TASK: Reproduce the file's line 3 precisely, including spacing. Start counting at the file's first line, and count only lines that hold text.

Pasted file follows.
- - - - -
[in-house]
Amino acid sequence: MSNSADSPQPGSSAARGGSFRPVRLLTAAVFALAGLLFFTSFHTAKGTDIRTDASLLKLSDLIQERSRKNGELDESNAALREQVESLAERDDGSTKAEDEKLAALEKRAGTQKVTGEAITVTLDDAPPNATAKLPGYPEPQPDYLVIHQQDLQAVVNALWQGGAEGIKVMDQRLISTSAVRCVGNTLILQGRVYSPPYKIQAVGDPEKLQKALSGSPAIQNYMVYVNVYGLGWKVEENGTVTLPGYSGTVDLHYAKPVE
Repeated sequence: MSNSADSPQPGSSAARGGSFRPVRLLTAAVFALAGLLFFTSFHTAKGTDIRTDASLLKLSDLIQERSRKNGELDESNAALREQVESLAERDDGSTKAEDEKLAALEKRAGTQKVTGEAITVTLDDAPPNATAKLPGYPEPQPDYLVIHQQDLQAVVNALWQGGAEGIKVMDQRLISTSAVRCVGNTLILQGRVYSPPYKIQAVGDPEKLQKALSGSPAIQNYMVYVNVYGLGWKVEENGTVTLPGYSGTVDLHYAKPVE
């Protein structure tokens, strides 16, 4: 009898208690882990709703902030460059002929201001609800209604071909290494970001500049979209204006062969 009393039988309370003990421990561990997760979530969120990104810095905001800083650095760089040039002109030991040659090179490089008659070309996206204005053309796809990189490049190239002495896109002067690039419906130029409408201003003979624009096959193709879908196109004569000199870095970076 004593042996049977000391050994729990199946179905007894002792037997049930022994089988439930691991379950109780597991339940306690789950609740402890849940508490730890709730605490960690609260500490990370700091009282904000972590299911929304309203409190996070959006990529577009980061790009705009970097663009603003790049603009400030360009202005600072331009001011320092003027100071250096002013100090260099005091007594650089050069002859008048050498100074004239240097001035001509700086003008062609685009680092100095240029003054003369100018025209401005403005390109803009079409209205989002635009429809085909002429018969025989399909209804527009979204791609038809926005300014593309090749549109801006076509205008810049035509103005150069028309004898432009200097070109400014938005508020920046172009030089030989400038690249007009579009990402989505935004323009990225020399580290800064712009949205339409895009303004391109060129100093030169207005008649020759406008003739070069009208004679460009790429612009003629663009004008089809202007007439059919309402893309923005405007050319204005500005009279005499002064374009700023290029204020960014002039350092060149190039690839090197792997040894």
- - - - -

Repeated sequence: MSNSADSPQPGSSAARGGSFRPVRLLTAAVFALAGLLFFTSFHTAKGTDIRTDASLLKLSDLIQERSRKNGELDESNAALREQVESLAERDDGSTKAEDEKLAALEKRAGTQKVTGEAITVTLDDAPPNATAKLPGYPEPQPDYLVIHQQDLQAVVNALWQGGAEGIKVMDQRLISTSAVRCVGNTLILQGRVYSPPYKIQAVGDPEKLQKALSGSPAIQNYMVYVNVYGLGWKVEENGTVTLPGYSGTVDLHYAKPVE